One Writer's Place in Fiction
by Reynolds Price
Durham, North Carolina
I was a college senior in 1955 when I met Eudora Welty in the middle of the night at the Durham, N.C., train station. She was coming to give her famous lecture "Place in Fiction" at the Woman's College at Duke. In those days, women couldn't leave their dorms after sundown. I'd known Miss Welty's work since I was 14, and I knew she was a great writer. I had strong hopes to be one too, so I took it upon myself to turn up at the station and drive her safely to the hotel. She stayed three days, gave her quietly dazzling lecture, read the only serious short story I'd written and asked me if she could show it to her agent. Could she?
I was 22; she was almost 46. I'd had other well-wishers, but having the unexpected encouragement of a writer whose best work I knew to be the equal of Chekhov's was a permanently enabling gift. Yet the central strand of our mutual desire to continue communication was Eudora's vast endowment for friendship. And that immediate friendship, which would continue to deepen till her death, was founded on a good many footings. Prime among them was a sharing of the work we did -- I the callow beginner, she the master who calmly refused to play master.
We likewise shared a delight in the same kinds of human variety and folly. And though she'd spent her whole life in Mississippi and I'd spent mine in North Carolina, some 800 miles away, we also came from similar Communities and families -- white Southern middle-class worlds of almost maniacally driven tale-tellers.
In fact, it was her steady exploration of that generally but only superficially tranquil middle-class world -- a society of men, women and children attempting to navigate complicated lives in the awful world of racial mayhem left behind by the Civil War -- that made her the most usable example of excellence for succeeding generations of Southern writers. (Faulkner's world was too bizarrely private to be of real use to anyone else, and he steadfastly refused to be of personal help to young writers.) The novelist William Goyen called her "the matrix of us all," and he wasn't far from right.
At the time Eudora and I met, neither of us knew that she'd come to the end of the first great period of her work. The classic short stories and her novel Delta Wedding were behind her, and while she had told me of a "long story" she'd begun about a family reunion that would celebrate the return of a son from prison, she was soon to enter upon a hard time of near silence.
Her mother, with whom she lived most of her life, became ill, and caring for her would consume Eudora's energy and stillness of mind for more than 15 years. During that time, she could write only two short stories, a few essays, a children's book and -- in scattered moments -- a few more incidents for her "long story." Ridden by the now eroded iron laws of family love and duty, she stayed the full and severely punishing course. I was not the only one of her friends who wondered if she'd ever work again. Then, early in 1966, her last surviving brother and her mother both died in the same week.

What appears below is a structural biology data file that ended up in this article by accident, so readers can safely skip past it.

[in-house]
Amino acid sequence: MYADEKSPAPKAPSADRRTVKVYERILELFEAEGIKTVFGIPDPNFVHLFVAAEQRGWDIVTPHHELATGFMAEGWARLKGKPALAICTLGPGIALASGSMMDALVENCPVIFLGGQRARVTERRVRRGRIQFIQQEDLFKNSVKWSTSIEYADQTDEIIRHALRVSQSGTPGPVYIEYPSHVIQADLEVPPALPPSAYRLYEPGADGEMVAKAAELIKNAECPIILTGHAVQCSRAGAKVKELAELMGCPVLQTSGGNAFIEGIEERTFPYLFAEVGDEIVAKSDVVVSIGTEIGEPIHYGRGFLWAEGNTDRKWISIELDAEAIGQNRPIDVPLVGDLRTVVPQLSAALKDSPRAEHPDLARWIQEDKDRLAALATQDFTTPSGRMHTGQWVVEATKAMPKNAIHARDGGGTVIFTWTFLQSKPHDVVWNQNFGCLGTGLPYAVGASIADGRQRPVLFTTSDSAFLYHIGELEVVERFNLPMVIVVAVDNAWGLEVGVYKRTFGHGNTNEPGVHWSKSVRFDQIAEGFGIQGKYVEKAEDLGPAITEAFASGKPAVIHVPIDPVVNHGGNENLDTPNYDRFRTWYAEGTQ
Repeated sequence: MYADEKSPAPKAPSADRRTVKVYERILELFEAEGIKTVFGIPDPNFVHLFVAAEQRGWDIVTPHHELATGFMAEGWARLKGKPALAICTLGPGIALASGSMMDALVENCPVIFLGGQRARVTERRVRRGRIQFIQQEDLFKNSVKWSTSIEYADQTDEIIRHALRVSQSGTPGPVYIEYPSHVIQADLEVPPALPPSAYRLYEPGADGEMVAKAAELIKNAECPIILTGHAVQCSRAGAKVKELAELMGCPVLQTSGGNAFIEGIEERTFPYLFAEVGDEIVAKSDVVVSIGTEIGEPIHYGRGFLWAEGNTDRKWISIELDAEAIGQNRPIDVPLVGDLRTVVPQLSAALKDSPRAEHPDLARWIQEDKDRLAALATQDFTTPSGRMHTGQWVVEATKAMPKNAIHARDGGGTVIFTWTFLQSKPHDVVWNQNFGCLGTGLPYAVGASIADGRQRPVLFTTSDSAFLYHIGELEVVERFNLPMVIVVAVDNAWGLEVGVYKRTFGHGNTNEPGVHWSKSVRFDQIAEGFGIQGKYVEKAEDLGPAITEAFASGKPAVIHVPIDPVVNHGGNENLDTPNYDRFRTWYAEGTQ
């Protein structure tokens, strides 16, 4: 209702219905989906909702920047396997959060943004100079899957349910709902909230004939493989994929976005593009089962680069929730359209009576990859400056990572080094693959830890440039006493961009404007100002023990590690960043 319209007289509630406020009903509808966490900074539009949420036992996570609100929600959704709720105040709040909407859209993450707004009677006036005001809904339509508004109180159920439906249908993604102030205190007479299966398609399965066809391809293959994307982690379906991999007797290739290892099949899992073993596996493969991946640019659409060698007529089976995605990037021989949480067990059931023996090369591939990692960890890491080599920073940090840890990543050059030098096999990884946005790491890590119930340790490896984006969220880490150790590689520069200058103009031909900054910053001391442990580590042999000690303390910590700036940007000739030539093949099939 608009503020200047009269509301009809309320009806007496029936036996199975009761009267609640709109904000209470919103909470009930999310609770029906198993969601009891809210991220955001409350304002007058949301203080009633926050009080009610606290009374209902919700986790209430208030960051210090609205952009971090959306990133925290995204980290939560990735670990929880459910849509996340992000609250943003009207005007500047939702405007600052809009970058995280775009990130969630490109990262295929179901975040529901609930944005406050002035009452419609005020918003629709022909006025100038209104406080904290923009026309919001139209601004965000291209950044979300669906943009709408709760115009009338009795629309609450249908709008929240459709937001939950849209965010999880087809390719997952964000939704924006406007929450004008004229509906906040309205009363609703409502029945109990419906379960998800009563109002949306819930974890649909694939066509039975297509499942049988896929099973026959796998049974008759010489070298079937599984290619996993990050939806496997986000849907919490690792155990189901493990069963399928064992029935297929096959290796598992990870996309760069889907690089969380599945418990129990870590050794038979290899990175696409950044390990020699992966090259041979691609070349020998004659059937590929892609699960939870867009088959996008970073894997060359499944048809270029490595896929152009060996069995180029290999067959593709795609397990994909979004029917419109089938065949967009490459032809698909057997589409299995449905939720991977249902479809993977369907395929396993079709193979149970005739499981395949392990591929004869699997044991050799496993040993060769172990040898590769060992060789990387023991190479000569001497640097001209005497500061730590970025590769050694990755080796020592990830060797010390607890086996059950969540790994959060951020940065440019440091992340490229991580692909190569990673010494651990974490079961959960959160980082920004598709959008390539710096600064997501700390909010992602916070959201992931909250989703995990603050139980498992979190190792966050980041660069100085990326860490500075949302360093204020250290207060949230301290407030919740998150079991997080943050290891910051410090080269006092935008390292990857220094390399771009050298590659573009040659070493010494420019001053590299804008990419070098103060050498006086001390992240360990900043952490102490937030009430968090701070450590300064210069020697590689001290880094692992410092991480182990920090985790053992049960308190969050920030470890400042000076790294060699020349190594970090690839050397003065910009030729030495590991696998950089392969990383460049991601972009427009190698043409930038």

And almost at once, the gift that had been so severely harnessed burst from her with all the knowledge she'd acquired in the years she'd spent nursing her mother; and she quickly produced the first draft of a story that would grow into her last and best novel, a slender tragedy called, ironically, The Optimist's Daughter.
Next, in another rush, she turned to finishing the "long story." By then it had burgeoned with all the comic knowledge of a lifetime's local observation and reading, and it ended as her largest novel, Losing Battles.
Then, mysteriously, she'd all but finished what she needed to say. She collected her old stories, her essays and her striking photographs; she wrote the beautiful memoir that tells both so much and so little about the inner existence that she was always so adamant in preserving; and she experienced the most rewarding love of her life, a very private one. In those latter years, Eudora frequently told me she was working on a story about the effects on a community of single women, mostly schoolteachers, when one of them is raped. She said it was "threatening to become a novel," and I said, "Let it." But she never showed me any pages; if any of this manuscript survives, we can hope that it will prove publishable.
Her main pleasure toward the end was the company of her friends -- the small circle who shared with her the private language of old companions -- and the armies of younger, exhausting admirers. Surprisingly, for one whose work is so marked by the keen double knife-edge of satire and remorseless honesty, she was treated as the genial and polite Honorary Maiden Aunt of American letters. No other maiden aunt in history can have been, in her heart, less a maiden and less like the greeting-card aunt of one's dreams To almost the end, Eudora Welty was both a fierce observer of the wide world around her and its loving consumer.
A native North Carolinian, Reynolds Price graduated summa cum laude from Duke University and received a B.Litt. degree from Merton College at Oxford University in England, where he was a Rhodes Scholar. He returned to Duke where he is now in his fourth decade of teaching and is a distinguished novelist, poet, dramatist, and essayist.
This essay was originally published in The New York Times, July 27, 2001
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